Hot California congressional races to watch in the primary

Congressional District 3

Doctor Kermit Jones, left, Sacramento County Sheriff Scott Jones and Assemblyman Kevin Kiley.

(AP; Getty; Fresno Bee)

This congressional district, which includes some of the best views in the state such as the Sierras and South Lake Tahoe, is an open seat as GOP Rep. Tom McClintock chose to run in a neighboring district that has more Republicans recorded.

Still, Republicans have a 5-point electoral advantage in this newly drawn district, which includes Placer, Nevada, Mono, Sierra, Inyo, Plumas and Alpine counties and parts of Yuba, Sacramento and El Dorado counties.

Assemblyman Kevin Kiley, who unsuccessfully ran in last year’s gubernatorial recall and was endorsed by Trump and the state GOP, and the Sacramento County Sheriff, Scott Jones, are the most prominent Republicans seeking this seat.

The Republican who emerges in the top two is expected to face Kermit Jones, a doctor and lawyer who has been endorsed by the state’s Democratic Party.

Congressional District 13

Portraits of David Giglio, Adam Gray, Phil Arballo and John Duarte

Clockwise from top left: David Giglio, Adam Gray, Phil Arballo and John Duarte

Two incumbent Democratic congressmen chose not to run in that district, creating an open seat in the Central Valley that includes all of Merced County and swathes of Fresno, Madera, San Joaquin and Stanislaus counties.

Democrats have a 14-point advantage in the district, and voting-age Latino citizens make up just over 50% of the population.

The four top-grossing candidates in the race are Democrat Phil Arballo, who ran unsuccessfully against then-Rep. Devin Nunes in 2020, and Assemblyman Adam Gray, who won the state’s Democratic Party endorsement, and Republican businessmen David Giglio and John Duarte.

Congressional District 42

Portraits of Long Beach Mayor Robert Garcia, Congresswoman Cristina Garcia and Republican John Briscoe.

Long Beach Mayor Robert Garcia, left, Congresswoman Cristina Garcia and Republican John Briscoe.

Robert Garcia, the mayor of Long Beach, and Cristina Garcia, an congresswoman, are the top Democrats vying to represent this new, Latino-dominated neighborhood that stretches from the southeast cities of Los Angeles to Long Beach. .

It was created by the state redistricting commission as California lost a congressional seat for the first time in its history. He combined chunks of districts represented by two veteran members of Congress, both of whom announced in December that they would retire at the end of their terms.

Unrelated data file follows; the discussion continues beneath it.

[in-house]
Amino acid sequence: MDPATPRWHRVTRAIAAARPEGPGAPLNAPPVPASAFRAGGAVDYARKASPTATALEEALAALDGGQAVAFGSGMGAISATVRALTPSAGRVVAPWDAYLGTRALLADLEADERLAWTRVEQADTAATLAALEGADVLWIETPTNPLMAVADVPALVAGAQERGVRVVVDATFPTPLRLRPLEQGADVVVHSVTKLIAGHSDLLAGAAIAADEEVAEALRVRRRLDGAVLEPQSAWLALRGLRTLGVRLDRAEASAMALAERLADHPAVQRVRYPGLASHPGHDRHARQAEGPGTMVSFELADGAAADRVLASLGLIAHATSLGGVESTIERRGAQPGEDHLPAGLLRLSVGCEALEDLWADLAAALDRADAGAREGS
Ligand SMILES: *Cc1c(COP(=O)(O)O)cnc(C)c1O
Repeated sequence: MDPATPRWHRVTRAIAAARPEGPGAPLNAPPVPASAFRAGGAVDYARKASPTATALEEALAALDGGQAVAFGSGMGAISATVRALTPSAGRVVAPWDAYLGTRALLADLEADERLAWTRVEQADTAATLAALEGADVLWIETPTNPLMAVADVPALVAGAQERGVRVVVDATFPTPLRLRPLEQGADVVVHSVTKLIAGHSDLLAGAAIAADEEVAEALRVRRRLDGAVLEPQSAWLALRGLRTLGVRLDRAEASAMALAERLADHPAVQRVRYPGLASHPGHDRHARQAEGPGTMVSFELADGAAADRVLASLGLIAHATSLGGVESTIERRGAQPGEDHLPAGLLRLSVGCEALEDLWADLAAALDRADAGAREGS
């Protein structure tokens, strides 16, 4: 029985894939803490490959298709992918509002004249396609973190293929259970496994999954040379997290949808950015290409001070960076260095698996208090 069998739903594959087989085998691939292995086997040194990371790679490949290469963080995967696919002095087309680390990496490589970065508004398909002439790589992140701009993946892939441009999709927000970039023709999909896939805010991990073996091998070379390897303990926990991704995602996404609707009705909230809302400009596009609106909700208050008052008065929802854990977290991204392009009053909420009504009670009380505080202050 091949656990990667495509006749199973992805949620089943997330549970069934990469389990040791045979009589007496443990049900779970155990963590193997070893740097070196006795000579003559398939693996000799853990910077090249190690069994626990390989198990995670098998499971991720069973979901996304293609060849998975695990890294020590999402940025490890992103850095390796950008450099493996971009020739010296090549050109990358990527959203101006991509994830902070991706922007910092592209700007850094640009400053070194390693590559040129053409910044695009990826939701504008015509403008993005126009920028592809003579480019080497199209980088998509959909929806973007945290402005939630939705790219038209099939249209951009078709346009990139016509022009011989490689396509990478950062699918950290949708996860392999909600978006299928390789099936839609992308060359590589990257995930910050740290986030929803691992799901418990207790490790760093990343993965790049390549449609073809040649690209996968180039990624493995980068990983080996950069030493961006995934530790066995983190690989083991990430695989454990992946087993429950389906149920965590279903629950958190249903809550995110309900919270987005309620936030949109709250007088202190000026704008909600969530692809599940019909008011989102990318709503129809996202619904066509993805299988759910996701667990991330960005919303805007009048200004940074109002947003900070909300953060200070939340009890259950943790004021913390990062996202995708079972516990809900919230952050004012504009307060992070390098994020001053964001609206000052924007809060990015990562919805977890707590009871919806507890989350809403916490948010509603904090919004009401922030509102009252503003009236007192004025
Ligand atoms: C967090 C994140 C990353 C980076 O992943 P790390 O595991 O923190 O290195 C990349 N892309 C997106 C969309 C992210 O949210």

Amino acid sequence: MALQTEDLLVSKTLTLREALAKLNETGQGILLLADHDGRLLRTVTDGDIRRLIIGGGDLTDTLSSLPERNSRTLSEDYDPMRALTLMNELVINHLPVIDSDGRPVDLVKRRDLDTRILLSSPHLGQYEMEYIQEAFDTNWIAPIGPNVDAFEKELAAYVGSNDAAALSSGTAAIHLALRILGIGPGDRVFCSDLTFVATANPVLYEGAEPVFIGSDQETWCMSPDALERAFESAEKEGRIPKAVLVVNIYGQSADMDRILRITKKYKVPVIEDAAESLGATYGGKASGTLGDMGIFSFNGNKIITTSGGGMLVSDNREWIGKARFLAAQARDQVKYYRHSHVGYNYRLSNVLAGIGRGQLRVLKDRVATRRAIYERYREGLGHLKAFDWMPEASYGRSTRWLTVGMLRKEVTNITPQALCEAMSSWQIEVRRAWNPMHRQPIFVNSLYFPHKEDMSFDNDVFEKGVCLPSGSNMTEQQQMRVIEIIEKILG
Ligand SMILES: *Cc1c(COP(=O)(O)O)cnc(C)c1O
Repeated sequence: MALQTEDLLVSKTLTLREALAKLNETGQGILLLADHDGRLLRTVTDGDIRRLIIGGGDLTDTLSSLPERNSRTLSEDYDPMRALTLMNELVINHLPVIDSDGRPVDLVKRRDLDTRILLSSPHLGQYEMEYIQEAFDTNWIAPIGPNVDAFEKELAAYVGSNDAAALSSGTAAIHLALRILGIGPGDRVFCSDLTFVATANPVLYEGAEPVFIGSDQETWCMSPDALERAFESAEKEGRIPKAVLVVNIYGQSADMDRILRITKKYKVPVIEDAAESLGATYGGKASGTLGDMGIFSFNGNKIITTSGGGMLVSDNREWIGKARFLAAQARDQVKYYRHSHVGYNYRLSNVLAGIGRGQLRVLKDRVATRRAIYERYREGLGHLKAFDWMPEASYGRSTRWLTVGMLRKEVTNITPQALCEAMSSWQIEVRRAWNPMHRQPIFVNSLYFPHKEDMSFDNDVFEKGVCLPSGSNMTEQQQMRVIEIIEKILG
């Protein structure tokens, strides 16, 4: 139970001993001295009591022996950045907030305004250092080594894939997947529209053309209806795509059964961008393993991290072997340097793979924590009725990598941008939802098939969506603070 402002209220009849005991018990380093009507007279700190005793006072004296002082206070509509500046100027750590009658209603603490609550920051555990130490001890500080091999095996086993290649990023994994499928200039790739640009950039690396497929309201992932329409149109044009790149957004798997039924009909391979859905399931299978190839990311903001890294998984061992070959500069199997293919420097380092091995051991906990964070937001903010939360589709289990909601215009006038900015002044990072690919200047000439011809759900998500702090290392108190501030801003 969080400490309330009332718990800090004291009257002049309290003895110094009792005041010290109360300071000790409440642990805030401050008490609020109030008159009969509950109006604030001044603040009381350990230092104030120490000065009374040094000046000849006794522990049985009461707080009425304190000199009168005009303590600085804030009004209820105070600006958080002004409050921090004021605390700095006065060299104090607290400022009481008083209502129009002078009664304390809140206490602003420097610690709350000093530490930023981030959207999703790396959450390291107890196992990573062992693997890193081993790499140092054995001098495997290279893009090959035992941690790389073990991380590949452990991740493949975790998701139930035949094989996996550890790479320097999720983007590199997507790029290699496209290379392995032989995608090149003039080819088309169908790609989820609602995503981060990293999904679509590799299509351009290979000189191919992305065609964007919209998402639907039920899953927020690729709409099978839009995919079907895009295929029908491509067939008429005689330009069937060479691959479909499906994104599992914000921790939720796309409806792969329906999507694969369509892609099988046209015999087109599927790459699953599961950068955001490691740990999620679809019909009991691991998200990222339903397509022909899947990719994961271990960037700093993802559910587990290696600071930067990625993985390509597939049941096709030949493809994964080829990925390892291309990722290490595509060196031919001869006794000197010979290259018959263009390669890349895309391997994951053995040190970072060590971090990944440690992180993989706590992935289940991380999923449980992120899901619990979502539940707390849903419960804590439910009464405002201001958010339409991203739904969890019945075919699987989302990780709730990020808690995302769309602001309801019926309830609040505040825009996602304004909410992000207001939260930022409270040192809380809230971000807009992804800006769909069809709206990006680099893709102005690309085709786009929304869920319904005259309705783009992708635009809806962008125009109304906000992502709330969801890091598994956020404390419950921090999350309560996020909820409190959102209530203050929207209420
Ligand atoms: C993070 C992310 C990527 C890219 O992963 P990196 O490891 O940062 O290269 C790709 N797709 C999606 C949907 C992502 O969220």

Both Garcias are Gen Xers, the children of immigrants and the center of national attention for their work – Robert for the pandemic and Cristina for the #MeToo movement. Both are staunchly liberal, a fit in a district where Democrats have a 38-point advantage over Republicans in voter registration.

Robert Garcia, who comes from the more affluent part of the district, has a significant advantage in endorsements and fundraising. He and his allies appear to be targeting Republican John Briscoe, a little-known perennial candidate who is an Ocean View school district trustee and real estate broker. One of Robert Garcia’s first TV ads highlighted Briscoe’s ties to Trump, a move seen by political pundits as an effort to raise the profile of his weaker rival. If Briscoe makes the top two in June, that race is over, given the district’s deep blue tilt.

Congressional District 37

Portraits of State Senator Sydney Kamlager and former Los Angeles City Councilwoman Jan Perry.

State Senator Sydney Kamlager, left, and former Los Angeles City Councilwoman Jan Perry.

Rep. Karen Bass, one of three black women in Congress from California, has decided to run for mayor of Los Angeles instead of seeking re-election.

Seven candidates are vying to replace Bass, including state senator Sydney Kamlager and former Los Angeles city councilwoman Jan Perry. Kamlager won support from Bass as well as other prominent House Democrats, including Rep. Adam B. Schiff. Perry was endorsed by Rep. Maxine Waters, a powerhouse of black politics in Los Angeles.

The neighborhood, which includes South Los Angeles, Leimert Park, Ladera Heights and part of Culver City, is decidedly blue. Democrats have a 59-point advantage in voter registration over Republicans, and the district is expected to continue to be represented by a black politician.


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